Nobel laureate F Sherwood Rowland, 84, ozone study pioneer dies

F Sherwood RowlandF Sherwood Rowland, the Nobel prize-winning chemist who sounded the alarm on the thinning of the earth's ozone layer, has passed away at the age 84.

The scientist died on Saturday, at his home due to complications from Parkinson's disease, according to the dean of the University of California, Irvine's physical sciences department on Sunday.

''We have lost our finest friend and mentor,'' Kenneth C Janda said in a statement. ''He saved the world from a major catastrophe - never wavering in his commitment to science, truth and humanity and did so with integrity and grace.''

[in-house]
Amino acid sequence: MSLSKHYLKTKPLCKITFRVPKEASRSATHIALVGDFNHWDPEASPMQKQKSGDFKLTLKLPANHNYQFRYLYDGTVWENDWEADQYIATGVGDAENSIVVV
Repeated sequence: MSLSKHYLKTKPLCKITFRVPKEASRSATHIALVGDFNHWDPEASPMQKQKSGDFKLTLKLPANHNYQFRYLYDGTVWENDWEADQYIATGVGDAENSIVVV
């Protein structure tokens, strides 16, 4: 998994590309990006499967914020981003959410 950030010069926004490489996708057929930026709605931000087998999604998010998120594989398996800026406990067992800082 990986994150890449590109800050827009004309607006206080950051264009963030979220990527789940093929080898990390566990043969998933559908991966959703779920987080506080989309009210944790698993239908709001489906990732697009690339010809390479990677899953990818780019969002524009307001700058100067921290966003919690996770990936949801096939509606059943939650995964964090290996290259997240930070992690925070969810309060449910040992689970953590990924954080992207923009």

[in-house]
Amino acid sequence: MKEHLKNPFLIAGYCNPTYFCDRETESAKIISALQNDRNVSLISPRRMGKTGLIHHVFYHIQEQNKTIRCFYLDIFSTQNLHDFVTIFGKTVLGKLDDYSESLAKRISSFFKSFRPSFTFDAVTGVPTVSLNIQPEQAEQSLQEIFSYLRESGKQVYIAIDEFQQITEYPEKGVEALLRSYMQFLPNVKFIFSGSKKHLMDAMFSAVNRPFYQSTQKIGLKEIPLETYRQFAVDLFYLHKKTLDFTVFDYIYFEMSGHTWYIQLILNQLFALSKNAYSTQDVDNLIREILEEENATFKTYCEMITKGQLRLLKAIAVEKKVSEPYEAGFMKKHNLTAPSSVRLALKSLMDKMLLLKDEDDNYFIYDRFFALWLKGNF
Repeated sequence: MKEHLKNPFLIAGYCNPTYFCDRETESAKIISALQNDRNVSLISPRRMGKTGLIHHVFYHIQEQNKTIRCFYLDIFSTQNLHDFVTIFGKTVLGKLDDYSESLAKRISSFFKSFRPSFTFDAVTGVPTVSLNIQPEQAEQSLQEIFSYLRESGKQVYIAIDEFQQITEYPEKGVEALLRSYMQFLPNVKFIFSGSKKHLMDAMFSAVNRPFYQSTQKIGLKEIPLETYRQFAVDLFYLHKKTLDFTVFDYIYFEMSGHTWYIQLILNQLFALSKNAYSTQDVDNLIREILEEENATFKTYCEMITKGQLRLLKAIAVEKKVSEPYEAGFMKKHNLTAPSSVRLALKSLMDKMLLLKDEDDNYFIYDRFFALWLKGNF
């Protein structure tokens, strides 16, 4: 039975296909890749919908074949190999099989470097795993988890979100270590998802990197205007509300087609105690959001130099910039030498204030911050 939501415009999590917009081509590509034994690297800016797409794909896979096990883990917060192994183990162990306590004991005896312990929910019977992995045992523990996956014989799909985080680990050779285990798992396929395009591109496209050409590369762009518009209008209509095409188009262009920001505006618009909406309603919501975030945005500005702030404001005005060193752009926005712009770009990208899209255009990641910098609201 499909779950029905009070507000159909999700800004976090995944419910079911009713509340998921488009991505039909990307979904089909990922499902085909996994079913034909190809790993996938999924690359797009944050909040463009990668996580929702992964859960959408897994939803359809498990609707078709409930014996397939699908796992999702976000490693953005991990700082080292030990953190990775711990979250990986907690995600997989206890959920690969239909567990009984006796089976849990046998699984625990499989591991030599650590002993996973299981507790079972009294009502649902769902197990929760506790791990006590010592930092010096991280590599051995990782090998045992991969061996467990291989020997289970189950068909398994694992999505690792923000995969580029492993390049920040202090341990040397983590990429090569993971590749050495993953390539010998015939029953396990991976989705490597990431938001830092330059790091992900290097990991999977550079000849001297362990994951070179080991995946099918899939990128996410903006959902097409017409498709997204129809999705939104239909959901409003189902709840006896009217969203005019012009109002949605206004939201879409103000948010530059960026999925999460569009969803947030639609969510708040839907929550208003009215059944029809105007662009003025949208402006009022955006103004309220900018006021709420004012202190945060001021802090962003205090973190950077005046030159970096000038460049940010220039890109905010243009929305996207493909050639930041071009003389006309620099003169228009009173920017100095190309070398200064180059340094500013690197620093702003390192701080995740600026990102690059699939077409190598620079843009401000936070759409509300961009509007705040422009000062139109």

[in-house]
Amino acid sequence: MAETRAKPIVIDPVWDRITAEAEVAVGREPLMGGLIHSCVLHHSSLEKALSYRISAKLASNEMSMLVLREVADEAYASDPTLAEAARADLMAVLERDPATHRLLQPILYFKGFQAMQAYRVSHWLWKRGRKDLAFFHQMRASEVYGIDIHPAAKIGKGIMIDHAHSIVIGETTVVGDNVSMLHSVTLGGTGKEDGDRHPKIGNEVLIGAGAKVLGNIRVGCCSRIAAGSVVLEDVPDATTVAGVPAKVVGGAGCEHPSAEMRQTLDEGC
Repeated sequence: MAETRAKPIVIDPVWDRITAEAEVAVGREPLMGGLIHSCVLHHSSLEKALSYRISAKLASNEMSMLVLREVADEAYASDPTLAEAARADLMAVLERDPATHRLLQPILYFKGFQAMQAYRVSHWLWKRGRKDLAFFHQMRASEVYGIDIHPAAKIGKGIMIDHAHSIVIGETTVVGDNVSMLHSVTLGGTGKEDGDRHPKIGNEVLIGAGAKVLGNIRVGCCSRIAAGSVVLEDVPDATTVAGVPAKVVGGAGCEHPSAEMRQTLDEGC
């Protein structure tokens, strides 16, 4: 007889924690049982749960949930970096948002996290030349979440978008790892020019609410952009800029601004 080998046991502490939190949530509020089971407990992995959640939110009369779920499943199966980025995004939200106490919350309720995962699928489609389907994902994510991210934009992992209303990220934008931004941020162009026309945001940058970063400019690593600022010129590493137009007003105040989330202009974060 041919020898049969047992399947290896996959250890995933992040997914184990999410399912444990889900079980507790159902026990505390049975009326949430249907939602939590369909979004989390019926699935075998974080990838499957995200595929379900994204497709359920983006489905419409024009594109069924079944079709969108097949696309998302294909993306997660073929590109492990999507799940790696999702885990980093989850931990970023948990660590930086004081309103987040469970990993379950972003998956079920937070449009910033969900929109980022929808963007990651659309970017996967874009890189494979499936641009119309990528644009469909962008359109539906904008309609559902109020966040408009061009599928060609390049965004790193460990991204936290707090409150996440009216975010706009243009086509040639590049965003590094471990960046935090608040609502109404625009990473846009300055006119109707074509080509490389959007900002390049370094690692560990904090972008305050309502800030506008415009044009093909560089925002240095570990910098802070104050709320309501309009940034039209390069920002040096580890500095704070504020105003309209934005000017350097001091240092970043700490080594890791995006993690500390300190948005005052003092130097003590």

Rowland was among three scientists who won the 1995 Nobel Prize for chemistry their work on the formation of the ozone layer and its decomposition through chemical processes in the atmosphere.

The prize came more than two decades after calculations by Rowland and post-doctoral student Mario Molina showed that if the human use of chlorofluorocarbons, a by-product of aerosol sprays, deodorants and other household products, continued unchecked at the at the pace at the time, the ozone layer would be depleted after several decades. Their work added to the findings by atmospheric scientist Paul Crutzen.

Their prediction attracted immense interest and was strongly challenged partly because the non-toxic properties of CFCs were thought to be environmentally safe. Their work was widely recongised over a decade later with the discovery of the ozone hole over the earth's polar regions.

''It was to turn out that they had even underestimated the risk,'' a Nobel committee said in its award citation for Rowland, Molina and Crutzen.